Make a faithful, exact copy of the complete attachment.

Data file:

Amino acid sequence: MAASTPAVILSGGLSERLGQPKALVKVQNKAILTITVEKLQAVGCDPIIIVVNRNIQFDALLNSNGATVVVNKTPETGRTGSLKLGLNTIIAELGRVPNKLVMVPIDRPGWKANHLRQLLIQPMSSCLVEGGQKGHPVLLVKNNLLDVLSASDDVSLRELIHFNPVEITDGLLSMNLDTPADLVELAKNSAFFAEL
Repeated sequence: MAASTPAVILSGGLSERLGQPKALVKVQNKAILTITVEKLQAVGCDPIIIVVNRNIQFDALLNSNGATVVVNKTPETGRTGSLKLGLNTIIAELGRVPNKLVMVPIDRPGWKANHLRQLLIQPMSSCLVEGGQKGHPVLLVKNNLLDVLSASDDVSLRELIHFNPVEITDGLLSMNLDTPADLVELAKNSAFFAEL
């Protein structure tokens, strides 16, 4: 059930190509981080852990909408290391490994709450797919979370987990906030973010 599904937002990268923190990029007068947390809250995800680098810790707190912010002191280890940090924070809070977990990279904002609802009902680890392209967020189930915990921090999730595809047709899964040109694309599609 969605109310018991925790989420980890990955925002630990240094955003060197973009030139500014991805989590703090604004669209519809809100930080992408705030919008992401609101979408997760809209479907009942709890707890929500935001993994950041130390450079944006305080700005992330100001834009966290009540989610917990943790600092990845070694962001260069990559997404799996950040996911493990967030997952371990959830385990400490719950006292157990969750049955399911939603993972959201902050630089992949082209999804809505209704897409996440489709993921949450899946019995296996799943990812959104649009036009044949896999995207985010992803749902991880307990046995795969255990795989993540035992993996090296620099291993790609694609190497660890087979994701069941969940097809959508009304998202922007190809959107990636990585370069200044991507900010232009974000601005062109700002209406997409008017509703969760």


Amino acid sequence: MAASTPAVILSGGLSERLGQPKALVKVQNKAILTITVEKLQAVGCDPIIIVVNRNIQFDALLNSNGATVVVNKTPETGRTGSLKLGLNTIIAELGRVPNKLVMVPIDRPGWKANHLRQLLIQPMSSCLVEGGQKGHPVLLVKNNLLDVLSASDDVSLRELIHFNPVEITDGLLSMNLDTPADLVELAKNSAFFAEL
Repeated sequence: MAASTPAVILSGGLSERLGQPKALVKVQNKAILTITVEKLQAVGCDPIIIVVNRNIQFDALLNSNGATVVVNKTPETGRTGSLKLGLNTIIAELGRVPNKLVMVPIDRPGWKANHLRQLLIQPMSSCLVEGGQKGHPVLLVKNNLLDVLSASDDVSLRELIHFNPVEITDGLLSMNLDTPADLVELAKNSAFFAEL
């Protein structure tokens, strides 16, 4: 059930190509981080852990909408290391490994709450797919979370987990906030973010 599904937002990268923190990029007068947390809250995800680098810790707190912010002191280890940090924070809070977990990279904002609802009902680890392209967020189930915990921090999730595809047709899964040109694309599609 969605109310018991925790989420980890990955925002630990240094955003060197973009030139500014991805989590703090604004669209519809809100930080992408705030919008992401609101979408997760809209479907009942709890707890929500935001993994950041130390450079944006305080700005992330100001834009966290009540989610917990943790600092990845070694962001260069990559997404799996950040996911493990967030997952371990959830385990400490719950006292157990969750049955399911939603993972959201902050630089992949082209999804809505209704897409996440489709993921949450899946019995296996799943990812959104649009036009044949896999995207985010992803749902991880307990046995795969255990795989993540035992993996090296620099291993790609694609190497660890087979994701069941969940097809959508009304998202922007190809959107990636990585370069200044991507900010232009974000601005062109700002209406997409008017509703969760």